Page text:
That the Pulaski Bridge existed was also news to me. After I hung up, though, I went on Google Maps and worked out the geography of what must have happened:
The pizza place isn’t really germane to this discussion, but if you’re on 14th Street and hungry, it’s between First and Second Avenue on the south side of the street.
Anyway, about the North Brooklyn Boat Club: my mental image of the place was mostly derived from the yacht club scene in Caddyshack, but it turns out “boat club” and “yacht club” are two VERY different things. For one thing, you’ll never find a yacht club just downstream from a wastewater treatment plant (see map). And the NBBC ethos seems to be less, “let’s drink gin while wearing cable sweaters draped over our shoulders” and more…actually, it’s hard to tell from their web site. Or their Facebook page. As best I can figure it, they’re some kind of “hipster enviro-boaters.”
And they don’t have a phone. This proved important when, a week later, I found myself driving from a Saturday morning soccer game on Roosevelt Island to a Saturday afternoon soccer game in Red Hook, a route that took me conveniently over the Pulaski Bridge. Unable to reach anyone at the North Brooklyn Boat Club via their email address, I decided to just drop by and take my chances.
What I found looked nothing like the yacht club in Caddyshack, and a lot like the kind of back alley where low-level hoods get shot in gangster movies. But there, right in the middle of the alley, and not far from what may or may not have been the dismembered body of a Gotti family traitor, was my kid’s soccer ball:
I know, it’s hard to tell that’s a soccer ball from the photo. Here’s a blown-up image:
No question about it, that was my kid’s soccer ball. But the Boat-Club-cum-Sopranos-episode-execution-site was padlocked, and there wasn’t so much as an angry Rottweiler on the other side of the fence.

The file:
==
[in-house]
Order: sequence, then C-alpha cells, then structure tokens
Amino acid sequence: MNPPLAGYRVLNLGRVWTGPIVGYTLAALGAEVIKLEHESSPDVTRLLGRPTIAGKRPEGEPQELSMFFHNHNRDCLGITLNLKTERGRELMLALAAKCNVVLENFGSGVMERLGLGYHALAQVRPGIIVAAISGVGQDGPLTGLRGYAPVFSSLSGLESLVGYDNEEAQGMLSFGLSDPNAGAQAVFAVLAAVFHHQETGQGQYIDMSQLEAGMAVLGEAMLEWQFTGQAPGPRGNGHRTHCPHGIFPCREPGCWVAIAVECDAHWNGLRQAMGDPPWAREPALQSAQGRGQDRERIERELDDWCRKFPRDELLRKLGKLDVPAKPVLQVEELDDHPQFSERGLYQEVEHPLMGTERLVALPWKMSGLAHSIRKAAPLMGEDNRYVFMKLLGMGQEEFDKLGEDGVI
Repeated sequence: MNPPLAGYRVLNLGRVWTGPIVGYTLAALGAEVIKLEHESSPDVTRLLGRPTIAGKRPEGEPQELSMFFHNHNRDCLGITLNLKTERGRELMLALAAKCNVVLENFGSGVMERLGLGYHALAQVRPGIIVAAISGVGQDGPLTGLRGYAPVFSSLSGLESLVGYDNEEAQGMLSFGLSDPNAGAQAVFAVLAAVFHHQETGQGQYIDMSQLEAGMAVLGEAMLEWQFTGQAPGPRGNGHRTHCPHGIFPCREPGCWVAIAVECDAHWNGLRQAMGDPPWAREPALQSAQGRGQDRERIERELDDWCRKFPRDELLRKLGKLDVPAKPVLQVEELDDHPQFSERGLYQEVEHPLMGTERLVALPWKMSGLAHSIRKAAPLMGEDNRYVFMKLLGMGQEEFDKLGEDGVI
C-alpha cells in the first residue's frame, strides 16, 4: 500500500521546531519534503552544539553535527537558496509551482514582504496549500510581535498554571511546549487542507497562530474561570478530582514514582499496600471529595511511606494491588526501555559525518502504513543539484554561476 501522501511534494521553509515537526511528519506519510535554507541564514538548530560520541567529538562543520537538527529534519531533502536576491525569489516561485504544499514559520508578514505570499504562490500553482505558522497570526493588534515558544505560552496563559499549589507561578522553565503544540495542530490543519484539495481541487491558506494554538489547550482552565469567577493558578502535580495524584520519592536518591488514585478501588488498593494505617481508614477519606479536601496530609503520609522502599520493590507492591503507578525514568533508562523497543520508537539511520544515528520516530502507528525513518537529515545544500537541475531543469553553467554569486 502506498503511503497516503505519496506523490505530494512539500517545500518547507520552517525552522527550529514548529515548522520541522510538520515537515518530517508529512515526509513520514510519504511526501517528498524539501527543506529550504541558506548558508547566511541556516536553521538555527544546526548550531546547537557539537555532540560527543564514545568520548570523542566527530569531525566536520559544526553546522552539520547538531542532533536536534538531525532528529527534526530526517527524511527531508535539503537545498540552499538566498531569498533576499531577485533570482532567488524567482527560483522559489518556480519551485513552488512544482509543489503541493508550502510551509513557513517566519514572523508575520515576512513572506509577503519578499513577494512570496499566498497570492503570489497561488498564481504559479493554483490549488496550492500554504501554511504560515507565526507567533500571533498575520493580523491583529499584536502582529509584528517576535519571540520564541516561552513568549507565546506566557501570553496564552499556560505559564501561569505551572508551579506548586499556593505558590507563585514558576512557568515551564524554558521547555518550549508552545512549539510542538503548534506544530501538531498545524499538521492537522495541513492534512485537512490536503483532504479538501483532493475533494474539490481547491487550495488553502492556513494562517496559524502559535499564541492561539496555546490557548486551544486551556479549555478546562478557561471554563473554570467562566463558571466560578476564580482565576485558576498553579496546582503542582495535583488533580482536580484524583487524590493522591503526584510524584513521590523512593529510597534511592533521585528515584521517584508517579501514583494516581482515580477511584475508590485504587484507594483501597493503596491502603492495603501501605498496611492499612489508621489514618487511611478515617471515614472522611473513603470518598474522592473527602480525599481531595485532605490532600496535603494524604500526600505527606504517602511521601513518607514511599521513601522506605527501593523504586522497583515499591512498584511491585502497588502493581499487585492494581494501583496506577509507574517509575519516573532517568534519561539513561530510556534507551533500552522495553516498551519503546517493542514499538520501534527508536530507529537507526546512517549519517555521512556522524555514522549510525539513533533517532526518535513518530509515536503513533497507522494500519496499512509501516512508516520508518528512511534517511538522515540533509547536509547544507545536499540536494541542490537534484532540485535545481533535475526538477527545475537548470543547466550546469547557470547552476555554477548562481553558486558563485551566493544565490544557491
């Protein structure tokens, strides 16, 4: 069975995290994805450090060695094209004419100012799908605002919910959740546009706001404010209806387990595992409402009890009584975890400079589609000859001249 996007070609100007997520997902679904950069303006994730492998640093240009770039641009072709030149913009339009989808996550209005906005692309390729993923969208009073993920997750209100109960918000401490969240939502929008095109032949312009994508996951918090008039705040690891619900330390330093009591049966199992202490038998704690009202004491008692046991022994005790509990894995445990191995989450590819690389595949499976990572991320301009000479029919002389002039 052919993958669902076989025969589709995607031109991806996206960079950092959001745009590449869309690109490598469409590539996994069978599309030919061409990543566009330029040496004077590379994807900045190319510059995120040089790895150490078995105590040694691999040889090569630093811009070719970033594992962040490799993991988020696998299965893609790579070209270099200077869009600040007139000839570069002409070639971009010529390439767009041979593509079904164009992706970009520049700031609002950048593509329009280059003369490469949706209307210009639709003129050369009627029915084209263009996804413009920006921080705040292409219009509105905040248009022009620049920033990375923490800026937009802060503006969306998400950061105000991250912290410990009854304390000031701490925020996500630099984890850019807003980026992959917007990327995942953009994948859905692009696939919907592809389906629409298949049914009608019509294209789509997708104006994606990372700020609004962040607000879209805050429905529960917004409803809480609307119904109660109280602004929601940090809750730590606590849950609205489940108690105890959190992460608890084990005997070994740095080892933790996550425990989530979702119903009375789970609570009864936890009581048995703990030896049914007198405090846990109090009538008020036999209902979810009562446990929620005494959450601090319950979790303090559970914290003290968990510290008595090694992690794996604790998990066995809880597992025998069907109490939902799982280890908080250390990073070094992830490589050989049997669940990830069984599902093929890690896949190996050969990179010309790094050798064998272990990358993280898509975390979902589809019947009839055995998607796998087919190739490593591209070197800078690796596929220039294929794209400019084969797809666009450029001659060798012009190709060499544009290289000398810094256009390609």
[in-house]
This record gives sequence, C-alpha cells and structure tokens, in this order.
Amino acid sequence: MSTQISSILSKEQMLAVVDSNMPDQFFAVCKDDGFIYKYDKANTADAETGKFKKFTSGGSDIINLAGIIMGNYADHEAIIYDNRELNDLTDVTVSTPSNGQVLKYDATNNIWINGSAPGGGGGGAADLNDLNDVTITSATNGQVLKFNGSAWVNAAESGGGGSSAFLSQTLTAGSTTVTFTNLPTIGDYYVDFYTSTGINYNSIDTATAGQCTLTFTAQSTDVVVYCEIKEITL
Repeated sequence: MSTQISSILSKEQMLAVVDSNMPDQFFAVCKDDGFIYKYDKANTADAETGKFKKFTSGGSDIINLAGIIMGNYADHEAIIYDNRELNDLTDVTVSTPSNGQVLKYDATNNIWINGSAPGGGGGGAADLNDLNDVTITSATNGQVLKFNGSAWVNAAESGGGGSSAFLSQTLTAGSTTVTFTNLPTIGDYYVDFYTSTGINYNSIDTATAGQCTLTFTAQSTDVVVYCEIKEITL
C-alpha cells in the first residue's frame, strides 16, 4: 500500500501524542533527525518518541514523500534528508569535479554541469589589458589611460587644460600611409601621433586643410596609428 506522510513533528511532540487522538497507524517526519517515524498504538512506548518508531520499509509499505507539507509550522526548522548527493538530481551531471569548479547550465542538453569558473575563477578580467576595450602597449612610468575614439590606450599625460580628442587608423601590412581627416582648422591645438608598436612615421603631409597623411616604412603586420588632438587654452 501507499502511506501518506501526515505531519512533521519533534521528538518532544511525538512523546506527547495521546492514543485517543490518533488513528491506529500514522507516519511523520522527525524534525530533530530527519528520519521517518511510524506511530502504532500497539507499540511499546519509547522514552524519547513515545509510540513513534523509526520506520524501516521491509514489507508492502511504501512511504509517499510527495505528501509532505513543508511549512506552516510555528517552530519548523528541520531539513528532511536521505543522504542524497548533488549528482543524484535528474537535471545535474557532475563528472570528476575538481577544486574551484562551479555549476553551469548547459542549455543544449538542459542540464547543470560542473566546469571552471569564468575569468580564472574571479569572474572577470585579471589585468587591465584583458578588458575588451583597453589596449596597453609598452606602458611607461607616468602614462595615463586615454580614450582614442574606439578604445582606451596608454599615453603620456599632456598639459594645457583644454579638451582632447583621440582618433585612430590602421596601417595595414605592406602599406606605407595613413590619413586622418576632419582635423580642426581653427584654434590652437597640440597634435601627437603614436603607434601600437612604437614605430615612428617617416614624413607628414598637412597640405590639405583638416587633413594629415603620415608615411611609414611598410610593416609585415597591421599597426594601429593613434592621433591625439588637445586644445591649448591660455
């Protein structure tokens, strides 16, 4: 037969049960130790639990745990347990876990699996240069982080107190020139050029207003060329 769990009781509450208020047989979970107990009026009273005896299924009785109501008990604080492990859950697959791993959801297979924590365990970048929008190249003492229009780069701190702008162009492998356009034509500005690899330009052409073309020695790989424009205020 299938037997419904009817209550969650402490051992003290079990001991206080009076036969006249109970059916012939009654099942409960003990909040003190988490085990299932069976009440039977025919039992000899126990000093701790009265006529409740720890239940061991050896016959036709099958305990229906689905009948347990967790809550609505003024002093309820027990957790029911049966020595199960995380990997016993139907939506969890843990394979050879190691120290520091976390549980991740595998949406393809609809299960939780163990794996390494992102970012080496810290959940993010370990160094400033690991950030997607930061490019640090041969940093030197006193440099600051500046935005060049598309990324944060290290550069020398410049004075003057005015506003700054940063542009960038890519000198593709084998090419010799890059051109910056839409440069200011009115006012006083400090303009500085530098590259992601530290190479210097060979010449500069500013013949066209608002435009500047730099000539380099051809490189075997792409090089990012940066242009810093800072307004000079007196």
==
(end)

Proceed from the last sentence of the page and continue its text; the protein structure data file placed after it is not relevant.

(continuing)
My kid, who had convinced himself (if not me) that this wasn’t merely the 18th soccer ball he’d lost since Labor Day, but in fact his FAVORITE SOCCER BALL EVER, was more than a little disappointed to be thwarted so tantalizingly close to a heartwarming reunion. But the next Saturday’s soccer game was also going to take us pretty close to the Pulaski Bridge, so I promised him we’d come back and try again.
Then came the hurricane. The North Brooklyn Boat Club was submerged under several feet of water, the soccer game was cancelled, and while we’ll never know for sure–because there’s no way I am driving all the way back over there–I can only assume the soccer ball was reclaimed by the sea.
There’s a lesson in all this–about our responsibilities, not just to ourselves and our athletic equipment, but to each other…or maybe it’s about how Mother Nature makes fools of us all…or maybe it has something to do with the importance of maintaining a working phone line, even if you’re a local community non-profit whose members likely all know each other.
But for the life of me, I can’t figure out what that lesson is. All I know is I had the photos, so I figured I’d post them.
And seriously, that pizza place on 14th is worth checking out.